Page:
Add the PWI Blog to Your Google Homepage

Add to Google Reader or Homepage

Tuesday, July 31, 2012

CM Punk "Turn" Needs Teeth

Is CM Punk a "good guy," a "bad guy," or a "tweener"? For the entire week following his historic attack of The Rock on the 1,000th Episode of Raw, I think most WWE fans just assumed the logical answer was #2. Not me. After all, wasn’t John Cena, himself, delivering his finisher to "The Great One" just a few months ago?

Maybe I missed the entire point of what Punk was saying throughout last night’s follow-up Raw, but to me he just came off more as a bitter fan favorite than anything. It was as if he had a sudden epiphany that he’d been disrespected by the WWE matchmakers, who continually failed to put him in a single pay-per-view main event since winning the title in his current run. Look it up. He has yet to close a PPV since winning the title at last year's Survivor Series.

More importantly, in spite of all his anger and all his jealousy directed at his WWE peers, there is one all-important group to which Punk has stayed loyal … and I think they’ll respect him even more for it.
He has yet to turn on the fans.

Over the past week, I’ve had a lot of people tell me that this angle - Punk "turning" – is the 2012 version of WWE’s big summertime angle, in the vein of Nexus, Mr. McMahon’s limo explosion, the "pipe bomb," and Hornswoggle’s revelation as a McMahon. I don’t see it.

Yes, CM Punk attacked The Rock on July 23, and followed that up with an assault on both Cena and Show this week. Can you really blame him? Is anything that he said untrue about Rock coming in for the occasional payday and taking the spotlight off of Punk and so many other guys who no doubt deserve more attention than they get? And if it were Cena sitting at commentary and Punk thrown through him, does anyone really envision Cena just getting up, straightening his cap, and continuing to stay out the match he was just thrust into?

Here’s what I do see. I see a very successful WWE champion. I see a man who has, in many ways, surpassed John Cena in terms of notoriety among his peers and fans alike. It’s like CM Punk has been trying so hard for so long to be that Cena main-event alternative that WWE fans have been craving for so long … and he’s just now realizing there is a ceiling to his ability to ever really be that alternative.

I don’t like this year’s Punk "turn," if it even is one. Ironically, though, it’s not because my anger is directed at him. Rather, WWE’s corporate machine is the villain who has painted Punk as a bad guy just for continuing to do what he has for nearly all of his career - good, bad, or otherwise - and stand up strongly for all that he believes. Last year, CM Punk was a "good guy" with a chip on his shoulder, taking on stars such as John Cena, Triple-H, and Alberto Del Rio. Now I’m supposed to think that same chip that made him the most popular wrestler in the company has transformed him into a heinous baddie, when many of his opponents are still the same? This turn doesn’t have any teeth, because Punk SHOULD be - and I suspect really is - a sympathetic figure.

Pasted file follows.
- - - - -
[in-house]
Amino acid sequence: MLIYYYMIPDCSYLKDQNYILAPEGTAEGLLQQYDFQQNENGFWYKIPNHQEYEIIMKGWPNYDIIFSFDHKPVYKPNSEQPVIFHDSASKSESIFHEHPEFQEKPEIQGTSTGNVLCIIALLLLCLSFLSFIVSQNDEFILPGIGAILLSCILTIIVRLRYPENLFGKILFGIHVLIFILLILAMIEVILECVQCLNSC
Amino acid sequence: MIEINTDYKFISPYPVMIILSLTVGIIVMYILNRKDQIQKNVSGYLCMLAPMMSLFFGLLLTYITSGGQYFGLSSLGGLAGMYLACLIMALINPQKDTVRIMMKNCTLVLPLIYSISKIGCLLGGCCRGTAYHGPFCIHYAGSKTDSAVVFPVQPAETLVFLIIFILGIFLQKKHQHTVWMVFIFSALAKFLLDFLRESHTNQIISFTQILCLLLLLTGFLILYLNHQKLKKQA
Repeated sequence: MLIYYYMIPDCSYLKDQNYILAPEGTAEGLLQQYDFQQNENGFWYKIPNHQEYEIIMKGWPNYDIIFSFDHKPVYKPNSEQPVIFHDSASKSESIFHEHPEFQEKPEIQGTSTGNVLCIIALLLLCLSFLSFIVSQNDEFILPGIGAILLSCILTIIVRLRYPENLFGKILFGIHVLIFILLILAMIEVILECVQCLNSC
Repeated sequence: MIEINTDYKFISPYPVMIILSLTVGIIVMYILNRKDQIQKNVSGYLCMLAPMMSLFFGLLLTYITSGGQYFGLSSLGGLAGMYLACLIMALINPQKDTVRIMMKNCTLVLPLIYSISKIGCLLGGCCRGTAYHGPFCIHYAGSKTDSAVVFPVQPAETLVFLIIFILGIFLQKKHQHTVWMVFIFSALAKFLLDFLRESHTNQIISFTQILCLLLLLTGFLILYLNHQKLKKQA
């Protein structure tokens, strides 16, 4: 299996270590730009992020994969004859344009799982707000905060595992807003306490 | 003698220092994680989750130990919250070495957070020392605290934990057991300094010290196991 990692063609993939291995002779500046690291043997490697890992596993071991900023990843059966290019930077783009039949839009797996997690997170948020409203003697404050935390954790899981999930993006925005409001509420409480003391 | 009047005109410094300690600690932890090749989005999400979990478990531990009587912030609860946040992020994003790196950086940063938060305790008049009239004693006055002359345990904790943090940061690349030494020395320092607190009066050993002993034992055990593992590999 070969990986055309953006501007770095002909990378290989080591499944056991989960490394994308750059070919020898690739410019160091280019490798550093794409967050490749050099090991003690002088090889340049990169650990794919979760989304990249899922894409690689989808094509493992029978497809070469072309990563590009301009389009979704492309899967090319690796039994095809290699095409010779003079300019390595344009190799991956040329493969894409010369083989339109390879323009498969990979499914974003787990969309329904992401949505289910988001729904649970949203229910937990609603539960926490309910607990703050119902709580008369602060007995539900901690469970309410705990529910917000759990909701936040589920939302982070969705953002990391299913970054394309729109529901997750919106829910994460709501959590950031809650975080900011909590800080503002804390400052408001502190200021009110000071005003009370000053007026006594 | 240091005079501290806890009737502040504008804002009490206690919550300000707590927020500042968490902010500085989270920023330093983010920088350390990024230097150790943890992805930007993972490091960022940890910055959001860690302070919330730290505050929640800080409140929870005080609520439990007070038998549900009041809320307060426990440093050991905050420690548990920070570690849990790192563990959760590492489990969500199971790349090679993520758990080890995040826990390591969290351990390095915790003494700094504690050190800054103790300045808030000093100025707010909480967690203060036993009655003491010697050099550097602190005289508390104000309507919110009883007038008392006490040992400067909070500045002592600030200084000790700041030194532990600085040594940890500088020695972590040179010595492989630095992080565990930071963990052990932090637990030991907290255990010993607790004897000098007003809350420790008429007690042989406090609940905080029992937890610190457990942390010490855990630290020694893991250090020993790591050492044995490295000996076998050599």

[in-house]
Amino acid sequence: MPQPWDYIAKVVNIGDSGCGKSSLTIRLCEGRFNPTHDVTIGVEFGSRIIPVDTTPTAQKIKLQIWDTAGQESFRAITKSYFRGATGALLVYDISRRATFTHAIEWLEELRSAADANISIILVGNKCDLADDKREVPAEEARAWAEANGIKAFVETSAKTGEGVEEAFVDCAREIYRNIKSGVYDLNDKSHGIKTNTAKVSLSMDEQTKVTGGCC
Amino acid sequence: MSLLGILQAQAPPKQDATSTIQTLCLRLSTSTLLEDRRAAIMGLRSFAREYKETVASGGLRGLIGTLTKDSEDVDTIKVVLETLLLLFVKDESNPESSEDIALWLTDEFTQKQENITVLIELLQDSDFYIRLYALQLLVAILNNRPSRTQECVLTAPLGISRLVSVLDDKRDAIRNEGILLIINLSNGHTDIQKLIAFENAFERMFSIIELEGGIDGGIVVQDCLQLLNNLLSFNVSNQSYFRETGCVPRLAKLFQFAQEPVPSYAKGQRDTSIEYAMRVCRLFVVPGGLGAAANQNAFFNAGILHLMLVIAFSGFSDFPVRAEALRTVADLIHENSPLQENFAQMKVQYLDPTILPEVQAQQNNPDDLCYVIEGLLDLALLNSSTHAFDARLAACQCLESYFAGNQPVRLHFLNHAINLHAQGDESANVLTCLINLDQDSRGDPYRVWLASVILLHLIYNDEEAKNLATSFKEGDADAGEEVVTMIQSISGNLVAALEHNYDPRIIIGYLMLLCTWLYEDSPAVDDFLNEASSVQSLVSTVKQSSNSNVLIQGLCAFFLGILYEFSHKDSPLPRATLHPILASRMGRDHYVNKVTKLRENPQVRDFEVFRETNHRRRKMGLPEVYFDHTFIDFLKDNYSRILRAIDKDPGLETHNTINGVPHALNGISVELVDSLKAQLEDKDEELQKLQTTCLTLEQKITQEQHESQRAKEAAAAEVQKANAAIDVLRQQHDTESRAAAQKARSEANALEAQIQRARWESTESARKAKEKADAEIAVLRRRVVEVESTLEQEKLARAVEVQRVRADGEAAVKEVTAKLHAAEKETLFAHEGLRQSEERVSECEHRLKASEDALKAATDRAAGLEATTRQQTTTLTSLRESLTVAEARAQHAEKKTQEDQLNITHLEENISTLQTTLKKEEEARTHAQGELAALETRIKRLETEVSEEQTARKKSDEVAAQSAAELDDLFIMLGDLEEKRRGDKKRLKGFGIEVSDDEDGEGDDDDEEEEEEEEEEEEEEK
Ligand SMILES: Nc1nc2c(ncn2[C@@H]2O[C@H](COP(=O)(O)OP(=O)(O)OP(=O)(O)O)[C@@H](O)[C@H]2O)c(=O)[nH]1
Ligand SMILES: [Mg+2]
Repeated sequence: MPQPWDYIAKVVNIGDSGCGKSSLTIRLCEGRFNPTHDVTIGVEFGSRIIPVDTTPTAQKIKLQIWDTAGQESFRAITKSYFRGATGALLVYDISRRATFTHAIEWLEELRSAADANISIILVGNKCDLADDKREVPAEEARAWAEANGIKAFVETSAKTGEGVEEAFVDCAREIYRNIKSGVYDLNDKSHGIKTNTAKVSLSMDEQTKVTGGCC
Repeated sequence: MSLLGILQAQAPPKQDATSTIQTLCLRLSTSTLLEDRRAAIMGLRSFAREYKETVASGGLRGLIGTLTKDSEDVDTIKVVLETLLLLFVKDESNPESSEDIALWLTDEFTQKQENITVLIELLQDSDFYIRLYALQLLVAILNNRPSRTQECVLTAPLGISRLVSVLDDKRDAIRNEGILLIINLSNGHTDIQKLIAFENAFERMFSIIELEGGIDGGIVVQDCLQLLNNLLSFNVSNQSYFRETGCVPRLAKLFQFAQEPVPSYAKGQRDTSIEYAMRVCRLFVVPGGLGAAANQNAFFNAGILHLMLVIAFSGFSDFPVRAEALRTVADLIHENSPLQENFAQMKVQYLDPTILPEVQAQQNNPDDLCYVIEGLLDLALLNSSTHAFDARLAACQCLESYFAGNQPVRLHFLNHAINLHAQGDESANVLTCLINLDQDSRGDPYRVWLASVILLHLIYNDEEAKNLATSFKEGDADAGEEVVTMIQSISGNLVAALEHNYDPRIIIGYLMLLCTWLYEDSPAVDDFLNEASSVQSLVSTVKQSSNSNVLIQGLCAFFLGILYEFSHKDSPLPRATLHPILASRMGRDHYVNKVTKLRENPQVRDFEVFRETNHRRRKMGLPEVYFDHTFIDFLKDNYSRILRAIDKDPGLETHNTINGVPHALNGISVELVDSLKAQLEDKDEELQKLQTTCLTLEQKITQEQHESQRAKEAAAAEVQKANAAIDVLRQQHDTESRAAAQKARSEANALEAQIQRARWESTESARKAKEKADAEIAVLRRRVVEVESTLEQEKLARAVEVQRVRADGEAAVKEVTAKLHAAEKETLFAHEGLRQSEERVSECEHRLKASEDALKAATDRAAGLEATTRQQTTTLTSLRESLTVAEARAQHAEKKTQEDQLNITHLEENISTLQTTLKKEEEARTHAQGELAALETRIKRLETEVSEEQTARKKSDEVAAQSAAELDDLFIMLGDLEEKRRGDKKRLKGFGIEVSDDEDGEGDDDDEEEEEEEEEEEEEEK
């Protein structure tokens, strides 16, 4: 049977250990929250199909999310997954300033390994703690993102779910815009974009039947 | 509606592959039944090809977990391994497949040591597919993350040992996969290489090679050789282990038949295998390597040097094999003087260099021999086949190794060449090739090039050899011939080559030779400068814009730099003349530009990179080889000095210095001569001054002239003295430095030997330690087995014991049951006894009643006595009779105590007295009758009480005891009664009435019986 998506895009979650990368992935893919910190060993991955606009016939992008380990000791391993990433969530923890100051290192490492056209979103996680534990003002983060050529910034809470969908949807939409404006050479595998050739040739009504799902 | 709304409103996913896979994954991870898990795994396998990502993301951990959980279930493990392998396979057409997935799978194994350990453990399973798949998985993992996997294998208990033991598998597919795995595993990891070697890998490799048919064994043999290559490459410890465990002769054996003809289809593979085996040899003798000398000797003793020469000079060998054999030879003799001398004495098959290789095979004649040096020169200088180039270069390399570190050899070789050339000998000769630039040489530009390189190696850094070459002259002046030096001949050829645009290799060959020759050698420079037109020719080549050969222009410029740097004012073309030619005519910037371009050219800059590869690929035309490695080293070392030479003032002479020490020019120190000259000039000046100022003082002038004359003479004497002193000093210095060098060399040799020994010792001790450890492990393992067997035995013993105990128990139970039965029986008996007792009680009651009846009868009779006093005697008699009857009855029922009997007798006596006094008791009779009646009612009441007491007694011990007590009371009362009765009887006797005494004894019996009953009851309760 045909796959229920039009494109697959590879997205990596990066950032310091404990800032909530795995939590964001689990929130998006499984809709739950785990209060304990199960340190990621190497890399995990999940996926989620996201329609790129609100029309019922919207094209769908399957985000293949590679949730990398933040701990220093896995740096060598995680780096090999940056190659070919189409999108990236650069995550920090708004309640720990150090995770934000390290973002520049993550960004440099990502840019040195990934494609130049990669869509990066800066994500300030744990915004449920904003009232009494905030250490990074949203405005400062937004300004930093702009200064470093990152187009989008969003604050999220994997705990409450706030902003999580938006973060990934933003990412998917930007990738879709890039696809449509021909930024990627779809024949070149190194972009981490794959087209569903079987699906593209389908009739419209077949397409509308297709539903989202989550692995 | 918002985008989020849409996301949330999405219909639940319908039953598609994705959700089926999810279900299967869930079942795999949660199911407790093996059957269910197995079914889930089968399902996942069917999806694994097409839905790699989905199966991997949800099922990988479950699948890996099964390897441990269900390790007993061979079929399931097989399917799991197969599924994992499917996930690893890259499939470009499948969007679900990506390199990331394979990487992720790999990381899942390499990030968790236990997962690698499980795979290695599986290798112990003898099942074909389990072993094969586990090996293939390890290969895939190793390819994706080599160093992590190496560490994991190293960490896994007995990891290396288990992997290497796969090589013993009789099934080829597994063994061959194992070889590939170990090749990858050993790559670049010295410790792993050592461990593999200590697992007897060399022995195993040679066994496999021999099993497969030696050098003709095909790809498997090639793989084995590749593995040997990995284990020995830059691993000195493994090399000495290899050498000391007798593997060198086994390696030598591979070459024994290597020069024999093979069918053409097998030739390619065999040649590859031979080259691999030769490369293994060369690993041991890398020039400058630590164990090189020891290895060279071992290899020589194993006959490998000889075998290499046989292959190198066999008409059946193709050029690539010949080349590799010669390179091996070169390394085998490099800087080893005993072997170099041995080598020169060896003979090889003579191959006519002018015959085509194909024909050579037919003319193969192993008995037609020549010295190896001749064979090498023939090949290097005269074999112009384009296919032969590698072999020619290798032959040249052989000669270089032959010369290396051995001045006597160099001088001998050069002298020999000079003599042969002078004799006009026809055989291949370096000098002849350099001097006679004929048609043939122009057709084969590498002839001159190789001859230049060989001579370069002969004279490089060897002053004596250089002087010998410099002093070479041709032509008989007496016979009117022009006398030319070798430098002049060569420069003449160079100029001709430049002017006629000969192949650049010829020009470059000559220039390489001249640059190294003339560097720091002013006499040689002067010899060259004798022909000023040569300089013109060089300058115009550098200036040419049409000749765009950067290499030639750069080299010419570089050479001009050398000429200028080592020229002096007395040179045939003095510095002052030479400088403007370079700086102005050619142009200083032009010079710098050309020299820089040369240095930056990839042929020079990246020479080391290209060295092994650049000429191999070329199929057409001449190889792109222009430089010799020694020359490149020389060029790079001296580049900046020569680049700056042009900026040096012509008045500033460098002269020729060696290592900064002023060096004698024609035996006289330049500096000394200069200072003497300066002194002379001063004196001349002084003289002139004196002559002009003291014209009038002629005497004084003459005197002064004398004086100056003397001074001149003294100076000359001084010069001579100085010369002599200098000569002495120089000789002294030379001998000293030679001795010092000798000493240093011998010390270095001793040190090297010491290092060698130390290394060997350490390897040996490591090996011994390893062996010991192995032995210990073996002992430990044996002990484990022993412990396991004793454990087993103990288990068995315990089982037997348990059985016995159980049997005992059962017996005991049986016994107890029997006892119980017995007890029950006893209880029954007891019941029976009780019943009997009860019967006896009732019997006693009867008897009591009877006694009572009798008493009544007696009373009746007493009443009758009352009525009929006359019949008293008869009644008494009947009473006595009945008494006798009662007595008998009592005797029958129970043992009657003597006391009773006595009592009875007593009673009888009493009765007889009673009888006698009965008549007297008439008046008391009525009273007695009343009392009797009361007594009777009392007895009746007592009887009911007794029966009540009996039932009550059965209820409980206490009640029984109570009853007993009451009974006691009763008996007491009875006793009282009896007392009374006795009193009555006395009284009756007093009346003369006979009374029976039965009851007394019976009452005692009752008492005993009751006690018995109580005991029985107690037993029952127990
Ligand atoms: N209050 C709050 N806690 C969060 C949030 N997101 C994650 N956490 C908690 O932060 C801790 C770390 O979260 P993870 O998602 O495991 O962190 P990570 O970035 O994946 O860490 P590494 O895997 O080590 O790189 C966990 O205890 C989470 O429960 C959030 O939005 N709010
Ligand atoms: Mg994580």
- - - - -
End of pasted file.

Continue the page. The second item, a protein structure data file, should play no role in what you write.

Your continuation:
And without any teeth, all WWE can do is continue feeding us mush.

Brady Hicks
PWI Contributing Writer

Monday, July 30, 2012

It’s All Over But The Touting…

Sure you’ve heard of it. How could one not hear about it, right? Once WWE decided that Tout is the next big thing in the evolution of fan-based social interaction, wrestling fans have been subjected to an unrelenting promotional blitz that portrays the service as – to borrow one memorable Simpsons line  – better than 10 Super Bowls.

That’s the company line this week, anyway. After all, things change fast, both in the tech world and in the world of professional wrestling.

Let’s back it off a quarter of a turn, though. For those of you who don’t know what the heck Tout is, I’ll share a quick overview. Incidentally, I consider myself quite tech-savvy, especially considering that I am a proud member of the last generation that uses a typewriter for something other than the purposes of whimsical interior decorating. Still, I know my way around the 'Net and a quick Google search tells me that Tout is a relatively new social networking service that allows users to post video messages in which they discuss earth-shattering news of indisputable social relevance, 15 senses-shattering seconds at a time. Something like that. So it’s a video microblogging service, really. It’s like what would happen if YouTube and Twitter had a baby and that baby quickly matured and tried to incrementally usurp their respective livelihoods. There’s more to it than that, but at least we’re all on the same page now. Onward…

So WWE is all about Tout now. Hey, who can blame them? After all, they've got skin in the game having invested heavily in Tout earlier this month. Besides, for years WWE was effectively (and probably accurately) seen as a lumbering dinosaur that was either suspicious or ignorant of popular culture and social trends. But now they get it. Boy howdy, do they get it. And, moreover, they’ve determined that we’re going to get it whether we want to or not.

WWE is definitely all about integrating “fan interaction” (you'll get the reason for the quotes soon enough) into the entire WWE experience. But when is too much too much? That’s easy enough to answer with just a little common sense: Too much is too much when it becomes an obsession; when tooting one’s own horn becomes an utter distraction that draws attention away from an already diluted and inconsistently executed product.

Quite simply, where Twitter, Facebook, and YouTube have proven their value time and again in the context of fan interaction and marketing, WWE’s Tout onslaught brings little – if anything – to the table for the company and for its customers. There is, perhaps, something to be said for the overall innovation and vision behind the Tout enterprise, as somewhere around 75 million touts have been created since the inception of the service itself. But it’s entirely possible that with respect to wrestling fans, a steady flow of overly enthusiastic rants (“CM Punk is the bomb-diggety-dang!”) peppered with a handful of scripted and/or formulaic responses from WWE talent (“I agree with [Tout user x] that [pay-per-view event y] will be exciting, especially when I get my hands on [opponent z]”) will prove to be underwhelming, at best…and extremely annoying, at worst.